Oraons: The Stages of a Life (Birth)

Like most of the other tribes living around the world, the people from Oraon Tribes too used to lead a very simple and minimalist lifestyle.
The kind of lifestyle that is being gaining acceptance among our planet’s denizens, more so in the era of alarming global warming and increasingly growing environmental degradation. There is lot of similarity that can be found in a life a living being of our planet be it plants, animals, humans, etc. Right from Birth to the life long journey finally culminating in a certain death; all the living beings share the same ageless destiny.
Like their ancestors, the Oraons celebrate each important stages of our lifecycle with great passion in their own unique tribal ways.

Birth:

The Chathi event is celebrated after about 6 to 8 days after the birth of a child by the family, to welcome new member to the family.
On this day friends, relatives and other near and dear ones are invited to participate in the celebration. The young child’s hair on head is shaved-off (called mundan) and then he/she is given bath and is cleaned properly and purified (called shuddhikaran). Just like her child even the mother undertakes ritualistic bath using turmeric (haldi) and mustard-oil (sarson-tel). Also the house is cleaned properly.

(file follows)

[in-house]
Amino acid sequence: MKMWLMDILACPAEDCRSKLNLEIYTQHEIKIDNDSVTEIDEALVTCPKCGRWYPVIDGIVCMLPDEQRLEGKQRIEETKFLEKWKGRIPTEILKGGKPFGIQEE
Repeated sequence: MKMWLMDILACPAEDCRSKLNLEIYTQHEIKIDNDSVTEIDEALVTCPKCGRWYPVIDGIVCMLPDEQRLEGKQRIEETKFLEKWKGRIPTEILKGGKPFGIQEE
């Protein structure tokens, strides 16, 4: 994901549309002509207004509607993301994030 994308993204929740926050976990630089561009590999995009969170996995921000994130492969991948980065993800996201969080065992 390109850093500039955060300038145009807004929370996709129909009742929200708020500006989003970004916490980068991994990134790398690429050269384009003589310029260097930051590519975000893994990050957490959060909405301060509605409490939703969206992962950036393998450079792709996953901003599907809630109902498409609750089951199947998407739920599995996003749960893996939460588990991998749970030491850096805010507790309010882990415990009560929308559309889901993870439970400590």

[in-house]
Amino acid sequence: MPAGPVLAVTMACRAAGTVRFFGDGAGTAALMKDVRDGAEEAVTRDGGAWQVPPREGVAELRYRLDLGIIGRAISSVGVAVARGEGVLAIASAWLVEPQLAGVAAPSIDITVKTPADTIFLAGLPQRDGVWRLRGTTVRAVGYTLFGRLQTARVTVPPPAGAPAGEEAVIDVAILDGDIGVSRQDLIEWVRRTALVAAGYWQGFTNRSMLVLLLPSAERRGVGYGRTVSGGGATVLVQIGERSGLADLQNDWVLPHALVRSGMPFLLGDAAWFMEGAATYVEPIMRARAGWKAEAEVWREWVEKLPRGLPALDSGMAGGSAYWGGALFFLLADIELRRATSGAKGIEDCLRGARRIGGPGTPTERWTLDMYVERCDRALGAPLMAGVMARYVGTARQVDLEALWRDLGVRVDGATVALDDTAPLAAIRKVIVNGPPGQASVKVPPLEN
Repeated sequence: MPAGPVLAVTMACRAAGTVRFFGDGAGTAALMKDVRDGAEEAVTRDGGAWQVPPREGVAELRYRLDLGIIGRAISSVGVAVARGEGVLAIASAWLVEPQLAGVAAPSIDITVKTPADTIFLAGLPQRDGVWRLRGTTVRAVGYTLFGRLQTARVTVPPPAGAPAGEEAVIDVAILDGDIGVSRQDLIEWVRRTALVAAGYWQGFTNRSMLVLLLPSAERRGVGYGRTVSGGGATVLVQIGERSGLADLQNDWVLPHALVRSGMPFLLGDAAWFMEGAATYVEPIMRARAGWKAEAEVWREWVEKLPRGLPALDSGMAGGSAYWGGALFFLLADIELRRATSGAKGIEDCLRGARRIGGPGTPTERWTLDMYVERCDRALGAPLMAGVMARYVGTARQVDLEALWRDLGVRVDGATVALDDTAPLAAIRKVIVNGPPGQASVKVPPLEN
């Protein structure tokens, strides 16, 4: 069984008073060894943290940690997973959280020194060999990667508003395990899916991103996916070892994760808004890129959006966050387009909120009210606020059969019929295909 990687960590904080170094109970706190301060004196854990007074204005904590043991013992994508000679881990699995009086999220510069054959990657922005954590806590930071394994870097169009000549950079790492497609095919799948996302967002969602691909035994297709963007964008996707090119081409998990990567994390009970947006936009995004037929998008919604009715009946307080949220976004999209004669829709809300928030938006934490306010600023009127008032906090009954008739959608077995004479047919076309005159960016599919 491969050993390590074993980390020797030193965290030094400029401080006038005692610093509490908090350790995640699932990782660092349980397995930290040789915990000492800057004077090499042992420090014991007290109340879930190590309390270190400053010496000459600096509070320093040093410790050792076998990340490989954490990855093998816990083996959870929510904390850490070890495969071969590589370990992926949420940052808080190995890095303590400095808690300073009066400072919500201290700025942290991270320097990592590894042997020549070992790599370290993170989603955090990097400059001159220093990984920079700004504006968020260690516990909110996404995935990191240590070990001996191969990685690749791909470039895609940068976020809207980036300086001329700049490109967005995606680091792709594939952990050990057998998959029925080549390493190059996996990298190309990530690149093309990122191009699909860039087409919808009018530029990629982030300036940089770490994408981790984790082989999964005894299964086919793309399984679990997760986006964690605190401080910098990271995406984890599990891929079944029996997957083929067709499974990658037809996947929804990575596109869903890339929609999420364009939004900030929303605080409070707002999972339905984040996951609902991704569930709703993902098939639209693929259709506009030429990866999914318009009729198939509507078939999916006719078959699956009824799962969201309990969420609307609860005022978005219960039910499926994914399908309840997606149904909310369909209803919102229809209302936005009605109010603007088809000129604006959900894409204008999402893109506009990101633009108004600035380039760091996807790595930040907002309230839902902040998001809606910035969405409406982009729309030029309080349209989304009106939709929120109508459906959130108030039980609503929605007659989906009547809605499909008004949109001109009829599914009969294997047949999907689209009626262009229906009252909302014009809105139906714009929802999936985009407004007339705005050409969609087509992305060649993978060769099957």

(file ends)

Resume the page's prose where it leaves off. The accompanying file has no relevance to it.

After the completion of the mundan process, the child (if he is a boy) sits with the grandfather (aaja or nana) or the child (if she is a girl) sits with the grandmother (aaji or nani). Then, the name-searching process (called namakaran)of the child starts with the donaa (saucer made up of leaves) being filled with water, doob ghaas (grass), haldi (turmeric), coin, etc. and the donaa being kept at the centre of the room along with the rice. Then the naming process of the child starts with a prayer by all the family members and others who are present in the Chathi ceremony. After the elaborate naming process is over, the community feast start. The black thread is fastened on the waist of the child. Similarly the child is made to wear beraa (bangle for male child) and pairee (anklet for female child) to keep the evils far away from them.

3 Comments

  1. I will just add the way the name of the child is kept. A bowl made of bronze is kept filled with water. The eldest member of the family normally Grandfather puts a rice grain in the centre of the bowl. All people present suggests name which some ancestors or forefathers or relatives. Each time a name is suggested a rice grain is put on the side of the side of the water (not on centre). If the rice grain is sinked, another name is suggested and another rice grain is put on the bowl. If the rice grain at centre which represents the newly born is touched by the rice grain put with a suggested name, the process is over and thus name is decided. In my case my name was after the husband of my grandmother's sister.

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